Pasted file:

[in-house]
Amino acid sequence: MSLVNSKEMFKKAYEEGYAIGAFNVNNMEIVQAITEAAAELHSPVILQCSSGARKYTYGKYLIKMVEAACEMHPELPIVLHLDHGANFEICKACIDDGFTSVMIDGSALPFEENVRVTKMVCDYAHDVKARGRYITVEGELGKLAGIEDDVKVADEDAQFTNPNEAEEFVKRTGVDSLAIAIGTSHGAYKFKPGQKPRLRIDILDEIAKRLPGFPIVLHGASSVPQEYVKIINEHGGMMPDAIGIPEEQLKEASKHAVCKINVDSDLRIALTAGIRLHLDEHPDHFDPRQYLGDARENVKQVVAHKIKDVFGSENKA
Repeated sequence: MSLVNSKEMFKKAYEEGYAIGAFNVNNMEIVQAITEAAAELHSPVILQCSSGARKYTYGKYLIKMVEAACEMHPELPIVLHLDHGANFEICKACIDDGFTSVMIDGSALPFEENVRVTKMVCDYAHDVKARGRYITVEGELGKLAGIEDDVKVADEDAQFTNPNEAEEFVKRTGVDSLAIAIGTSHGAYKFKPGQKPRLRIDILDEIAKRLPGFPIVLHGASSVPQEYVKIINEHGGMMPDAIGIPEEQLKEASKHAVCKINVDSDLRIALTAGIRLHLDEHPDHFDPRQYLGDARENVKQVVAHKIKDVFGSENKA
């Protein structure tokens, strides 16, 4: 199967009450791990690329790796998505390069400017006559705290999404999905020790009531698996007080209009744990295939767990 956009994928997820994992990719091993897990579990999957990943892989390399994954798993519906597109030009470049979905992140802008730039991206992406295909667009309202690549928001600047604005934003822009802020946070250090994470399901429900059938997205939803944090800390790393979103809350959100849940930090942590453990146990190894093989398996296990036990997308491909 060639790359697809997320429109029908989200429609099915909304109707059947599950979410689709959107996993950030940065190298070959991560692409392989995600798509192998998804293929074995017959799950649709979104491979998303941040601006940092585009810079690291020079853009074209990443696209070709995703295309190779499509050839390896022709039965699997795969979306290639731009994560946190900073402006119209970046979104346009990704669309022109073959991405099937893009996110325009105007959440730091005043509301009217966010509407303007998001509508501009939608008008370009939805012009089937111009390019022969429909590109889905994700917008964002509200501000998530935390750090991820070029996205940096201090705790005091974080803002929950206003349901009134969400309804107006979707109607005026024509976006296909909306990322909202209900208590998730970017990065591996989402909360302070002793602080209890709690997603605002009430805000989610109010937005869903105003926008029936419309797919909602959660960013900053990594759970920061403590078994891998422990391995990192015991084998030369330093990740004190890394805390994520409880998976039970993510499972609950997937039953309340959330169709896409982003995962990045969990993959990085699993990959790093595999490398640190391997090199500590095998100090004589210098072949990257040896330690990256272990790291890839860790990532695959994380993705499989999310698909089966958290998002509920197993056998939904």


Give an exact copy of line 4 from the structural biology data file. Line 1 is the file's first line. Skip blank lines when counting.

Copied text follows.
């Protein structure tokens, strides 16, 4: 199967009450791990690329790796998505390069400017006559705290999404999905020790009531698996007080209009744990295939767990 956009994928997820994992990719091993897990579990999957990943892989390399994954798993519906597109030009470049979905992140802008730039991206992406295909667009309202690549928001600047604005934003822009802020946070250090994470399901429900059938997205939803944090800390790393979103809350959100849940930090942590453990146990190894093989398996296990036990997308491909 060639790359697809997320429109029908989200429609099915909304109707059947599950979410689709959107996993950030940065190298070959991560692409392989995600798509192998998804293929074995017959799950649709979104491979998303941040601006940092585009810079690291020079853009074209990443696209070709995703295309190779499509050839390896022709039965699997795969979306290639731009994560946190900073402006119209970046979104346009990704669309022109073959991405099937893009996110325009105007959440730091005043509301009217966010509407303007998001509508501009939608008008370009939805012009089937111009390019022969429909590109889905994700917008964002509200501000998530935390750090991820070029996205940096201090705790005091974080803002929950206003349901009134969400309804107006979707109607005026024509976006296909909306990322909202209900208590998730970017990065591996989402909360302070002793602080209890709690997603605002009430805000989610109010937005869903105003926008029936419309797919909602959660960013900053990594759970920061403590078994891998422990391995990192015991084998030369330093990740004190890394805390994520409880998976039970993510499972609950997937039953309340959330169709896409982003995962990045969990993959990085699993990959790093595999490398640190391997090199500590095998100090004589210098072949990257040896330690990256272990790291890839860790990532695959994380993705499989999310698909089966958290998002509920197993056998939904």